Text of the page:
I suppose this group isn't forgotten as much as it never made it. But I think they definitely deserved to be, if not a major success at the time, at least the type of cult band that had a small but devoted audience.
Kak produced one album before breaking up. Back when it came out, I was working in my family's store in Eastern Long Island. We convinced my father and grandfather to sell records. I don't think they made much money, but since they were fully returnable, there was little risk.
Each week, we would get shipments of new albums. Now this was before the Internet, and you just didn't have any idea what was coming out. I remember when we unpacked The Beatles double album (as we called what now is called "The White Album") and, not knowing about it, somehow thought it was really John Lennon's Two Virgins (which was getting a lot of press and which was supposed to be in a plain cover).
In any case, one week, we opened the box and saw Kak's album. We didn't know what to make of it and weren't even sure of the name of the group (the lettering looked like "CAK"). It sat in our bins until we sent it back.
A few years later, when I was in college, I discovered one of the guys on the floor had the album. And he played it a lot.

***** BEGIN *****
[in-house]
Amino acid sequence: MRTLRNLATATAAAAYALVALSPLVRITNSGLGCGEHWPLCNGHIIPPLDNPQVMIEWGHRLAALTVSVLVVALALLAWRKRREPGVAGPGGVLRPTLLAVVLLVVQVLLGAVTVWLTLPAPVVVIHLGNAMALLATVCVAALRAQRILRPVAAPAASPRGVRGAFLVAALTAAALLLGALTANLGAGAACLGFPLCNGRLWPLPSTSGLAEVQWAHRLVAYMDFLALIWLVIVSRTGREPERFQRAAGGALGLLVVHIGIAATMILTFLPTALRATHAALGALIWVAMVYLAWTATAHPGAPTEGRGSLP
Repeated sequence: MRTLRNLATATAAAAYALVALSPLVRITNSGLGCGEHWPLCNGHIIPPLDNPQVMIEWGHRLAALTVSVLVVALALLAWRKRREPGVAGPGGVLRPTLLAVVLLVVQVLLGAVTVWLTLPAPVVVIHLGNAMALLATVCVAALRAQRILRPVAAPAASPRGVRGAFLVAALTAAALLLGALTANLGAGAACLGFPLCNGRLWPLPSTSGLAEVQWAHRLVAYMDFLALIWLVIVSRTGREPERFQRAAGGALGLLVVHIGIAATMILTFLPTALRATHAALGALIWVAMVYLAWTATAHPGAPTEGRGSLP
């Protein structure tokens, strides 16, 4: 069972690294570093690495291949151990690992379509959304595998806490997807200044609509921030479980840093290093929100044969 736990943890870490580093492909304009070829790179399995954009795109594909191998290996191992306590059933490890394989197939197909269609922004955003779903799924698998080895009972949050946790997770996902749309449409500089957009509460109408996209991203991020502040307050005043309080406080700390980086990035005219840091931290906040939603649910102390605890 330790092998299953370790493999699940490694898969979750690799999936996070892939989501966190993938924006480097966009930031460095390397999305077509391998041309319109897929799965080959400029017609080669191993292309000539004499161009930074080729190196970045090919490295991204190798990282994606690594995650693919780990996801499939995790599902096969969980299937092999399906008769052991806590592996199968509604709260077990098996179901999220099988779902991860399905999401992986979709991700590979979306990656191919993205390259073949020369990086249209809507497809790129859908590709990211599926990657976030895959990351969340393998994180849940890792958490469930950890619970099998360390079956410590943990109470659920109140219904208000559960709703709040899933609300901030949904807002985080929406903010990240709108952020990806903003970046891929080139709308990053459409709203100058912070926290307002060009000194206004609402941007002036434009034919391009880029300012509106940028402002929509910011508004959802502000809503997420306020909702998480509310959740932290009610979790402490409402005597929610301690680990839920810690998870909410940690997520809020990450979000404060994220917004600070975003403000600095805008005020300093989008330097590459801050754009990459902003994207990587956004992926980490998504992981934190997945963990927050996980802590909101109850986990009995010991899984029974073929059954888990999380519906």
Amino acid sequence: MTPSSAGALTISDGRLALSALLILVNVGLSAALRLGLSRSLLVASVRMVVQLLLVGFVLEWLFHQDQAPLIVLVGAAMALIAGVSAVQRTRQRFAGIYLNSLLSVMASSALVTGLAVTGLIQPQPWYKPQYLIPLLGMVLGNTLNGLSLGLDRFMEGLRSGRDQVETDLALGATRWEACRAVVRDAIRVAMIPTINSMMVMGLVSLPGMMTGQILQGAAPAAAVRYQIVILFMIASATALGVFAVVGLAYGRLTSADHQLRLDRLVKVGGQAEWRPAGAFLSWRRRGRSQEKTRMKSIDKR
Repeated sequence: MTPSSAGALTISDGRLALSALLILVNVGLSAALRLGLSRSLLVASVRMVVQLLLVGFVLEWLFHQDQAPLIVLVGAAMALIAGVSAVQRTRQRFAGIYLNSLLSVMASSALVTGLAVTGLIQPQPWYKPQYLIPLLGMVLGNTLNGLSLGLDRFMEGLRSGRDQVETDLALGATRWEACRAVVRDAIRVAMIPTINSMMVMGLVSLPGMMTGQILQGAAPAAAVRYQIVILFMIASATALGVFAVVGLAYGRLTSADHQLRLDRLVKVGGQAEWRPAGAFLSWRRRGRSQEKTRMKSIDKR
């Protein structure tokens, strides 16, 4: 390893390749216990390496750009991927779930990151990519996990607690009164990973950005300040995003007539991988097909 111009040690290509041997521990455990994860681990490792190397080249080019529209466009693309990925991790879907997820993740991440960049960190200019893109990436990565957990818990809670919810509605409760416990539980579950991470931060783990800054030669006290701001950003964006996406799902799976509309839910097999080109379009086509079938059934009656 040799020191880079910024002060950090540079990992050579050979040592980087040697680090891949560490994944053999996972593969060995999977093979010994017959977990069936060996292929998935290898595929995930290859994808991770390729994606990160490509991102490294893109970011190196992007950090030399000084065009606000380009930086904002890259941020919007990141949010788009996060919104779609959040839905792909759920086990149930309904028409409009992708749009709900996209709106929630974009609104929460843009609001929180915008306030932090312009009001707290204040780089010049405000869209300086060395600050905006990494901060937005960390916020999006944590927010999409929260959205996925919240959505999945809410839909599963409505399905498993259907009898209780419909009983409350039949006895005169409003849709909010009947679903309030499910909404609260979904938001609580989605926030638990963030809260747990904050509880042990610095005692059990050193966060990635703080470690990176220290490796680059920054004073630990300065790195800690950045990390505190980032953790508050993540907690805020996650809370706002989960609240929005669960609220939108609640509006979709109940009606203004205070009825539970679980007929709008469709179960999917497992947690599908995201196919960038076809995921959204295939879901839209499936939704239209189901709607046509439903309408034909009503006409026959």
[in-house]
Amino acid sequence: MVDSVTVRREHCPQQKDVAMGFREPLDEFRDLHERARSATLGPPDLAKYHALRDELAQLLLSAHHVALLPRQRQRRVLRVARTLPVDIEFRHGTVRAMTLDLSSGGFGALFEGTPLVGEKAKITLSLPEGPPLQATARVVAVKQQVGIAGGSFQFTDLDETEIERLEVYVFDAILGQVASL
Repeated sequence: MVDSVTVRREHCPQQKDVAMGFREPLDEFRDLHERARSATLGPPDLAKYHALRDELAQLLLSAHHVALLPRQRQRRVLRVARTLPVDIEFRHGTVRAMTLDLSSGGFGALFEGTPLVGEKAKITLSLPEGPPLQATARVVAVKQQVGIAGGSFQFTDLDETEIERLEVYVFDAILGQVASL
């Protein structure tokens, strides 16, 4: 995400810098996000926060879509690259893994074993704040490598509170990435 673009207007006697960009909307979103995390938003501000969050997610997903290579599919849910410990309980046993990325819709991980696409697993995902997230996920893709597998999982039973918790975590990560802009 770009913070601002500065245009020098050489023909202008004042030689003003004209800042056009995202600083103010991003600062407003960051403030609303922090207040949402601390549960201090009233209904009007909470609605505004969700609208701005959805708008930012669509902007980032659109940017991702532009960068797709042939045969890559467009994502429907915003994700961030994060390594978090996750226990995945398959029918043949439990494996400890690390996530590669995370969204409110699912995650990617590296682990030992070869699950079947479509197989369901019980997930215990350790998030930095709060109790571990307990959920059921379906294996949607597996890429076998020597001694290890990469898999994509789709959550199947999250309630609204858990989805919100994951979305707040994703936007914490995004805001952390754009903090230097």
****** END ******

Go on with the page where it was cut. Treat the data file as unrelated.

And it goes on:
It was a good one. It was one of the few albums that I remember playing for someone back in college and having him say, "That's pretty good."*
The group came out of California, and seems to have had some connection with the Grateful Dead, though it's unclear what. As far as I can tell, the name of the group is the same as the Russian word for "How," though whether that has anything to do with naming, I can't say. The musicians were unknowns, most of their songs written by Gary Yoder and Greg Grelecki. The album started out strong with "HCO 97658," the mysterious title a reference to the album's catalog number, with the tune about cutting the record. "Electric Sailor" is a wonderfully nutty psychedelic rocker, while "Disbelievin'" and "Bright and Clear Day" were minor key blues. There was an interesting mix of sounds throughout the album.
The group sounded different and it took me a while to figure out while: Dehner Patton's lead guitar never stopped. Usually, the lead guitarist will lay back while the singer is singing the song, but Patton kept playing the entire time. It made for something that made the group stand out.
Alas, despite showing up even in rinky-dink record outlets like mine, the album flopped. The group had broken up during its recording, so that was the end of that. The only member to make any other impact is Gary Yoder, who ended up with the band Blue Cheer.
The album was repackaged for CD with a bunch of leftover material as Kak-Ola.** I haven't heard the additional material, but if that's an excuse to bring the music back, I'm all for it.
*The other was "Stairway to Heaven" -- I played it for a major Zeppelin hater, telling him to wait for it as we played the side of the album. After each song, he'd ask, "Is that it?" and try to leave. But when he got to "Stairway," he stayed.)
**The image at the top of this entry is Kak-Ola, but the only difference in the cover is "Kak-Ola" written above the hard to decipher name of the group.